For all of the hand-wringing over the effects the Affordable Care Act, the chief executive of the nation's largest health care company said Thursday he sees the coming year -- and into 2014, 2015 and beyond -- as a time of great potential and profits.
Stephen Hemsley, CEO of UnitedHealth Group Inc., said that despite "significant unknowns," the federal law "actually intensifies the demand for core competencies we deliver through our businesses."
The comments came as the Minnetonka-based company reported that net income fell by 1 percent during the fourth quarter compared with a year ago, as medical costs grew faster than revenue. The results were in line with analysts estimates.
By offering an unusually long view into the future, Hemsley aimed to tackle Wall Street's lingering concerns about profits amid rising medical cost trends, increased government oversight and a more competitive marketplace.
The company has seen "limited disruptions" as elements of the Affordable Care Act, or ACA, has rolled out, he said. The law now limits profits from premiums and forces coverage for children with pre-existing conditions and young adults under 26 who qualify for their parents' plans.
Costs are under control, enrollment is growing and the company's Optum services side continues explosive growth, Hemsley said.
"Over the last several years, we have shaped our enterprise as a uniquely adaptable construct of market-facing businesses that serve the critical markets that the ACA is expanding," Hemsley said. "This is a different company than it was a decade ago, different than just three years ago, and it will be predictably different three or more years from now."
United maintained its full-year forecast for 2013 earnings of $5.25 to $5.50 per share, made on Nov. 26. Its Optum health services division is expected to continue rapid growth, with operating earnings forecast to grow 35 to 40 percent in 2013.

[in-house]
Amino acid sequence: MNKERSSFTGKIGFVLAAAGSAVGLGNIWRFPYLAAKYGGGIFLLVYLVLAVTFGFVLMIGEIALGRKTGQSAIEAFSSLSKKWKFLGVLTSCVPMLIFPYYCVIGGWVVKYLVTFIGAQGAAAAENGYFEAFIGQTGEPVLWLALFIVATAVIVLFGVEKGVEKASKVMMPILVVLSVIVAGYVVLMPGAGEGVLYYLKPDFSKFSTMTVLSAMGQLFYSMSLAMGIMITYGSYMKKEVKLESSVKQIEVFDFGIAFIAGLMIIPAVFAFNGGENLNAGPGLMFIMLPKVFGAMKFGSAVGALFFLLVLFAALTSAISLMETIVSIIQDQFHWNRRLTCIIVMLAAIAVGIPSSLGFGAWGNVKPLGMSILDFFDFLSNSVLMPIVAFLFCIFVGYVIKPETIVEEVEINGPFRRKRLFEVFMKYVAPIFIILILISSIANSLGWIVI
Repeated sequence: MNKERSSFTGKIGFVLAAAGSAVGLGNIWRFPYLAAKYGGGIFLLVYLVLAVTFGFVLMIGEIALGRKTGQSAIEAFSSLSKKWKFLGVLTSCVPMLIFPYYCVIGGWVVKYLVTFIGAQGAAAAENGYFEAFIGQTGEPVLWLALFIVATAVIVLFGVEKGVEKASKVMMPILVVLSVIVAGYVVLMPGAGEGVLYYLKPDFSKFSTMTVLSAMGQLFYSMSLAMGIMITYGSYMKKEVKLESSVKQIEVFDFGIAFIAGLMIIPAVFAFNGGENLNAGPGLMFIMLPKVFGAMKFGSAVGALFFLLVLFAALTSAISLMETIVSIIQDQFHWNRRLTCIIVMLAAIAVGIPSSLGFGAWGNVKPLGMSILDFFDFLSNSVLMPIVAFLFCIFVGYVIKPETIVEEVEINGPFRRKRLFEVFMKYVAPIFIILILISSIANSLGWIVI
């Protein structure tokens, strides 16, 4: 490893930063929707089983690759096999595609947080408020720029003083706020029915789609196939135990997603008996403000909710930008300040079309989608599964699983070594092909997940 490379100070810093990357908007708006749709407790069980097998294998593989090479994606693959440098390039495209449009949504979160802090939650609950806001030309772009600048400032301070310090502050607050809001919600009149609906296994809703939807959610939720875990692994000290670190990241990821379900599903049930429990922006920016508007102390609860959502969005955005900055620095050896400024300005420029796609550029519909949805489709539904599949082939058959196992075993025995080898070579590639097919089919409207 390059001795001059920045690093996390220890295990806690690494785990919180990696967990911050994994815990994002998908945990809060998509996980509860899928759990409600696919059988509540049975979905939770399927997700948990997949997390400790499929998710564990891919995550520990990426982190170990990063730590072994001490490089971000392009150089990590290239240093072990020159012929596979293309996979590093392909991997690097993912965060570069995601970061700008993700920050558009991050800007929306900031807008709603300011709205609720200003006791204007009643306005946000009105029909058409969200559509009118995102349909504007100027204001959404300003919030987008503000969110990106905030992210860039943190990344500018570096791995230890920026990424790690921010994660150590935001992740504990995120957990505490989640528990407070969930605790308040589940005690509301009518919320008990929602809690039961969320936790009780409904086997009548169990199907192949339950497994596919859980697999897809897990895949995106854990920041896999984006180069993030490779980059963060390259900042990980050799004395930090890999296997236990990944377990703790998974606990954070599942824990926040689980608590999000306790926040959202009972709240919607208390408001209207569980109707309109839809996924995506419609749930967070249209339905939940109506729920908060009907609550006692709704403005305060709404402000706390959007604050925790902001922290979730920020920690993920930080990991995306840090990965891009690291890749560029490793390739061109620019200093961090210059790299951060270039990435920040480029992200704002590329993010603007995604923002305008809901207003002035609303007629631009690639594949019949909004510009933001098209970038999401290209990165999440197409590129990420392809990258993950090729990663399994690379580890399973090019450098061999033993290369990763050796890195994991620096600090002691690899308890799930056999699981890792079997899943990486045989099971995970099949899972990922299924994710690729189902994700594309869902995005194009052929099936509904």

"I think they're feeling pretty good about themselves right now," said David Heupel, senior health care analyst at Thrivent Financial in Minneapolis. "They offered some reassurance that with the big regulatory changes, exchanges and they like, they can manage through these changes."
United will take a state-by-state look at whether to offer plans in new health insurance exchanges, which are supposed to be ready for open enrollment in Oct. 1.
Hemsley speculated that the company could participate in 10 to 25 or more state exchanges, adding he was making "absolutely no firm commitment to that range." Just 10 percent of total earnings come from the individuals and small group markets, the two groups that will be using the new exchanges to shop around for insurance coverage.
During the quarter that ended Dec. 31, UnitedHealth earned $1.24 billion, or $1.20 a share. During the same period a year ago, the company posted profits of $1.26 billion, or $1.17 a share.
Revenue rose 11 percent to $28.8 billion, while the cost of covering medical care for its enrollees climbed 12 percent to $20.8 billion. An early flu season sent more consumers to the doctor, but the company said it managed costs effectively.
As the first insurer to report earnings every quarter, United is considered a indicator for the health care sector, particularly as health reform efforts roll out.
"Overall, a solid quarter with few surprises, but less impressive than the company's performance earlier in the year," Leerink Swann analyst Jason Gurda said in a research report.
UnitedHealth continued to see enrollment in its benefits plans rise in both company-based plans as well as government-backed plans for seniors using its Medicare Advantage plans and low-income Americans covered by Medicaid.
Enrollment grew to 40.9 million, a boost of almost a fifth. About 4 million of the gains came from UnitedHealth's $4.9 billion acquisition of Brazil's top insurance company, Amil Participacoes, which also operates hospitals and clinics.
Earnings for United's health services division, Optum, climbed 65 percent with higher-margin products and cost-reduction efforts.
Dave Shove of BMO Capital Markets called it a "solid quarter" and "right on the money" in a research note.
For the year, UnitedHealth posted revenue of $110.6 billion, with earnings of $5.53 billion, or $5.28 per share.
Shares finished the day up 1.4 percent at $54.40. That reversed a trend where the stock has underperformed on earnings days in five of the past six quarters, Heupel pointed out.
Jackie Crosby • 612-673-7335